Energy use in your home
Wearable tech can help better match our homes’ energy use – especially heating and cooling – to our needs. For example, Nest’s Learning Thermostat has a built-in motion sensor. It’ll put your home’s HVAC system into an energy-saving "away" mode after a period of inactivity. But imagine how much energy could be saved if a device on your wrist signals your thermostat to go into "away" mode the moment you leave your home or neighborhood.
Similarly, programmable thermostats can be set to pre-condition your house so that it’s a comfortable temperature when you wake up and roll out of bed in the morning. Some smart thermostats even detect when you typically wake up during the week and create a fixed start-up time for your thermostat based on that. But wearing a device on your wrist – which is either connected to an alarm to wake you up, or which detects your sleep cycles and learns when you’re likely to wake – can more accurately tailor your home’s pre-conditioning to match your actual wake-up time, rather than a weekday thermostat program set to the same time, on average, you’re likely to get up.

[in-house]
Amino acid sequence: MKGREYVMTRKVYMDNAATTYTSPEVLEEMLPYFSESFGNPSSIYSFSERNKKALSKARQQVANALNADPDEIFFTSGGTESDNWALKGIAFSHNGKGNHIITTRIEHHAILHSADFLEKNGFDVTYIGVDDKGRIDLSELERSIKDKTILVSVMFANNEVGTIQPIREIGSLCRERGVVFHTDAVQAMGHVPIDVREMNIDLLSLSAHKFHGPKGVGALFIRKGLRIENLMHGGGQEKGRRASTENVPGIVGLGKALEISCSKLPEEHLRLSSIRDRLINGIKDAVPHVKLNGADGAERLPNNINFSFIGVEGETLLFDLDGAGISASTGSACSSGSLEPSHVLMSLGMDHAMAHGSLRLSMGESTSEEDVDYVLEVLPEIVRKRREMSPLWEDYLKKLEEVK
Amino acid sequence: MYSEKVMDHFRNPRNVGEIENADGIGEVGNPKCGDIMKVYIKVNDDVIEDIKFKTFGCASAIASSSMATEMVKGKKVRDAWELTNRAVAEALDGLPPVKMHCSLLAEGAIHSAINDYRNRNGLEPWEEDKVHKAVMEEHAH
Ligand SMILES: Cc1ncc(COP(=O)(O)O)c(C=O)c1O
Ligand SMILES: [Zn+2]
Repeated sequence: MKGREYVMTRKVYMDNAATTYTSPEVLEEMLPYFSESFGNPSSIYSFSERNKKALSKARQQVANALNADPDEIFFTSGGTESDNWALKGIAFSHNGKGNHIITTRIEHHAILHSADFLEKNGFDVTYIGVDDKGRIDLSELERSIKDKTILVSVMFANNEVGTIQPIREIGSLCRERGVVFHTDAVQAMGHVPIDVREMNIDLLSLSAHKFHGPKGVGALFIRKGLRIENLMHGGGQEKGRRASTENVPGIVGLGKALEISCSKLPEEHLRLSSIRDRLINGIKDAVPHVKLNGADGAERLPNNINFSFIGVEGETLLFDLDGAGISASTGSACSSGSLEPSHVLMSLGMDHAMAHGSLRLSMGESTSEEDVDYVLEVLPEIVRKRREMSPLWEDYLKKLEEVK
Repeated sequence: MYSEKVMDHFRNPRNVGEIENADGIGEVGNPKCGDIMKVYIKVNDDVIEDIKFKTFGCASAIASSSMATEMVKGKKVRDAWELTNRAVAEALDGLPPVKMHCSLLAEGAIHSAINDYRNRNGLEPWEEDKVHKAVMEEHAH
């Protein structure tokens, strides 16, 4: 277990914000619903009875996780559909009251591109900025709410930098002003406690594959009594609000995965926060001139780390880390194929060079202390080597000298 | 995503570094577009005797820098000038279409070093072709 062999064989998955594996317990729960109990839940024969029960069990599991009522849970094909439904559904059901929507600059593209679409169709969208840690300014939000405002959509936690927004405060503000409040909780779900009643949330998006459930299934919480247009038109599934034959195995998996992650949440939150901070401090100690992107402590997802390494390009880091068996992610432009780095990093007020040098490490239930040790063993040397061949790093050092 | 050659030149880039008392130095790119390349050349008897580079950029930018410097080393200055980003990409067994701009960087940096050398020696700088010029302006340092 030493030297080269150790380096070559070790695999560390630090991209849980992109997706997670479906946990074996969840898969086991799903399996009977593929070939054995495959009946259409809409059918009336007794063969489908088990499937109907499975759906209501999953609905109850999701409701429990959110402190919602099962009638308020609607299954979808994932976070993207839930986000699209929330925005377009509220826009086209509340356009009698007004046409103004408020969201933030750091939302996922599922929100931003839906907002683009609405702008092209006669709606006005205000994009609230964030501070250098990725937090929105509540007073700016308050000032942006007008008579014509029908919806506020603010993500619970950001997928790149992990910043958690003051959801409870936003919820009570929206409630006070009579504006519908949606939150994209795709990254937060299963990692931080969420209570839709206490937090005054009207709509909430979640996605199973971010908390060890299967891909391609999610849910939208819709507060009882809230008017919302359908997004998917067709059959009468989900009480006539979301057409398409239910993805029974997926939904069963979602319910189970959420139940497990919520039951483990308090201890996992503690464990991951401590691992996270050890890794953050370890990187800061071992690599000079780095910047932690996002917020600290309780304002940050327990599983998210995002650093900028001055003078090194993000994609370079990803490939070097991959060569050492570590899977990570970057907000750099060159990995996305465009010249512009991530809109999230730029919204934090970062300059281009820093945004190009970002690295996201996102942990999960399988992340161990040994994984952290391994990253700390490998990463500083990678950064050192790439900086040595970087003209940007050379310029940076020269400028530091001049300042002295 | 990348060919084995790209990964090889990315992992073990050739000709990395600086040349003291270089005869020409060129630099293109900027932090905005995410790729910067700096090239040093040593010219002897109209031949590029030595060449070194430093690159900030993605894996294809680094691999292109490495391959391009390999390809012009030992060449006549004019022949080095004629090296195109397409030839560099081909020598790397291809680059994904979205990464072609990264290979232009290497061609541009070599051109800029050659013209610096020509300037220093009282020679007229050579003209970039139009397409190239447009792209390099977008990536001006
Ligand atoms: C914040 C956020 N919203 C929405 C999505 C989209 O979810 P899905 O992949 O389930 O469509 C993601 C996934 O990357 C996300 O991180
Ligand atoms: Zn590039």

Energy use in your office
Have you experienced working in a ridiculously frigid office in summer, because the building control system does not know how people feel? Or an overly hot office in the winter? Even an office that’s conditioned well to a target temperature could feel too hot and/or too cold (even at the same time!) given one person’s preferences vs. another.
Wearable technology can provide information like body temperature, heart rate, and respiration, giving a more complete picture of physical comfort. Voice recognition software could even detect when people are complaining about feeling too hot or cold.